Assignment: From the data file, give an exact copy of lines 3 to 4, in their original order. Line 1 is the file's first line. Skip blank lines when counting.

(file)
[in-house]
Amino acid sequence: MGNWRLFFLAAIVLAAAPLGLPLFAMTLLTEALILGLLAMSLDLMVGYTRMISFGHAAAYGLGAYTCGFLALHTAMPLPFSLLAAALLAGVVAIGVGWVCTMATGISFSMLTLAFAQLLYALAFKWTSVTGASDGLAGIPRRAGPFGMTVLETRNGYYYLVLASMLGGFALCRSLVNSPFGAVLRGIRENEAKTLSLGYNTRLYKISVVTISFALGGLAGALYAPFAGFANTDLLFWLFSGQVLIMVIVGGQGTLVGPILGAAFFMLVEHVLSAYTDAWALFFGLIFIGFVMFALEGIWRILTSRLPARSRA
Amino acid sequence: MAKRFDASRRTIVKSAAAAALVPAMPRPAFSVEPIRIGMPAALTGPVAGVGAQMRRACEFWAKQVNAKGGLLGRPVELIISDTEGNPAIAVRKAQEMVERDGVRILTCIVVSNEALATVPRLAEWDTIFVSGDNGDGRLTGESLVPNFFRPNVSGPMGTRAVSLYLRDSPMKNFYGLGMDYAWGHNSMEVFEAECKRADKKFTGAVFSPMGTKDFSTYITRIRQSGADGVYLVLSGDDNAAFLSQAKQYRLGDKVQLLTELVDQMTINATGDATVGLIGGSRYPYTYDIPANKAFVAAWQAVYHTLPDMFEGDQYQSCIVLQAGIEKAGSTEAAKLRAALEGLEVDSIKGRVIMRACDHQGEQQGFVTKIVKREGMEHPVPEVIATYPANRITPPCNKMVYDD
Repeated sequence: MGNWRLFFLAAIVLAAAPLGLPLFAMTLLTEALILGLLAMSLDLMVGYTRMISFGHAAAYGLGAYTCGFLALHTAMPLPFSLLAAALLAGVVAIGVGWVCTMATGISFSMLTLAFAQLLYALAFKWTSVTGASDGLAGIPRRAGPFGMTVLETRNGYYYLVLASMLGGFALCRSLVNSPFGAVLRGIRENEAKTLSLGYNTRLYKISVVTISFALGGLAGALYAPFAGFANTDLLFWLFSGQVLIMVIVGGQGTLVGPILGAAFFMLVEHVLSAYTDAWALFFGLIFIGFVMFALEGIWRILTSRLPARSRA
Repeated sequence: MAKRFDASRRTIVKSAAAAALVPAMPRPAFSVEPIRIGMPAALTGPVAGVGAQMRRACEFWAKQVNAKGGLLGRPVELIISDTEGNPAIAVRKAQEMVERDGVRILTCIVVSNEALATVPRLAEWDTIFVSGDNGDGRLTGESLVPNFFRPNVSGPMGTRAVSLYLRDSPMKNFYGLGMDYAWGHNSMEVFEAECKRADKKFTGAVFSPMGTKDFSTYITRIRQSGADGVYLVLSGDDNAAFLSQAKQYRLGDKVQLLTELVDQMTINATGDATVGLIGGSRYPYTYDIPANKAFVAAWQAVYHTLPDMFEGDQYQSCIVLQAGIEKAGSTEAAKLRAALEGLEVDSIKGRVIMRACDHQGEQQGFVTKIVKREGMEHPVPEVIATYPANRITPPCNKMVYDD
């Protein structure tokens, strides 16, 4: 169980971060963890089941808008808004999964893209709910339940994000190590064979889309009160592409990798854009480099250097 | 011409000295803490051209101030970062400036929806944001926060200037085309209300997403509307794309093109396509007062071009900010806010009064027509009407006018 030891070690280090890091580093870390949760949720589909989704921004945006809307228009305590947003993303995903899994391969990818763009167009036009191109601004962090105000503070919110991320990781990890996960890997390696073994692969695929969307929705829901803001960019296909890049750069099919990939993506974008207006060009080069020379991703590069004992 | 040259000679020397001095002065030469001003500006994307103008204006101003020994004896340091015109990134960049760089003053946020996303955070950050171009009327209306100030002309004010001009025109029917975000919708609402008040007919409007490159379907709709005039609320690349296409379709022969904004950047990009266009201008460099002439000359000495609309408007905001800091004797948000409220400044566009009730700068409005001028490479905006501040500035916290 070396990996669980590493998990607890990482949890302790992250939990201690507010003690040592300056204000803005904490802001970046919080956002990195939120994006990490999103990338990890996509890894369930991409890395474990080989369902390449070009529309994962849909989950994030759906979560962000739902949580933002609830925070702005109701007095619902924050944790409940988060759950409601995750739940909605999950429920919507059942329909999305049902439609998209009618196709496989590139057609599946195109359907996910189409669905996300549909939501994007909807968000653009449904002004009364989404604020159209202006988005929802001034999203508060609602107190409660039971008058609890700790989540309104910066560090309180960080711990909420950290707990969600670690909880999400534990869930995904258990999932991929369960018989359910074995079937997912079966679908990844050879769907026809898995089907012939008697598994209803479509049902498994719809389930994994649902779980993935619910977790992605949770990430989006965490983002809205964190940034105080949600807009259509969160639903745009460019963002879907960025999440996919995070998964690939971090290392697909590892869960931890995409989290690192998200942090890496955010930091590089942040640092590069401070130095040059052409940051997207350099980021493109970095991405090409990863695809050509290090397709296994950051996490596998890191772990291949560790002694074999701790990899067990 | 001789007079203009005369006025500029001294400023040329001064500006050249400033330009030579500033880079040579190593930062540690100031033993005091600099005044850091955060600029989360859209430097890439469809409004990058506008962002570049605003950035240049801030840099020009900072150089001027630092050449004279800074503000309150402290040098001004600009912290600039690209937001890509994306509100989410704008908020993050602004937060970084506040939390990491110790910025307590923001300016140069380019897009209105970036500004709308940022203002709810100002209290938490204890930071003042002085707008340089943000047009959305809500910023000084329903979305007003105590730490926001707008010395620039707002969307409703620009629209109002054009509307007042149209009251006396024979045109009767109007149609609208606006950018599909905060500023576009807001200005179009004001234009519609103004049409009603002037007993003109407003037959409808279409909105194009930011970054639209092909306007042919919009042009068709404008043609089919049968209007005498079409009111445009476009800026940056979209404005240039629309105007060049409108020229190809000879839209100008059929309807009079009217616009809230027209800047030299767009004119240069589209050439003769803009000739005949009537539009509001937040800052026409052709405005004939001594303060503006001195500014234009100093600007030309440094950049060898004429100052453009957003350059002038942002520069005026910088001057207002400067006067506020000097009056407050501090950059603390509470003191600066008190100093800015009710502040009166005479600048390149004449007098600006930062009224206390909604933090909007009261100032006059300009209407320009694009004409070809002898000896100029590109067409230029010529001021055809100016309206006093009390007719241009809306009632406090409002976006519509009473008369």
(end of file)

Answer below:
Amino acid sequence: MAKRFDASRRTIVKSAAAAALVPAMPRPAFSVEPIRIGMPAALTGPVAGVGAQMRRACEFWAKQVNAKGGLLGRPVELIISDTEGNPAIAVRKAQEMVERDGVRILTCIVVSNEALATVPRLAEWDTIFVSGDNGDGRLTGESLVPNFFRPNVSGPMGTRAVSLYLRDSPMKNFYGLGMDYAWGHNSMEVFEAECKRADKKFTGAVFSPMGTKDFSTYITRIRQSGADGVYLVLSGDDNAAFLSQAKQYRLGDKVQLLTELVDQMTINATGDATVGLIGGSRYPYTYDIPANKAFVAAWQAVYHTLPDMFEGDQYQSCIVLQAGIEKAGSTEAAKLRAALEGLEVDSIKGRVIMRACDHQGEQQGFVTKIVKREGMEHPVPEVIATYPANRITPPCNKMVYDD
Repeated sequence: MGNWRLFFLAAIVLAAAPLGLPLFAMTLLTEALILGLLAMSLDLMVGYTRMISFGHAAAYGLGAYTCGFLALHTAMPLPFSLLAAALLAGVVAIGVGWVCTMATGISFSMLTLAFAQLLYALAFKWTSVTGASDGLAGIPRRAGPFGMTVLETRNGYYYLVLASMLGGFALCRSLVNSPFGAVLRGIRENEAKTLSLGYNTRLYKISVVTISFALGGLAGALYAPFAGFANTDLLFWLFSGQVLIMVIVGGQGTLVGPILGAAFFMLVEHVLSAYTDAWALFFGLIFIGFVMFALEGIWRILTSRLPARSRA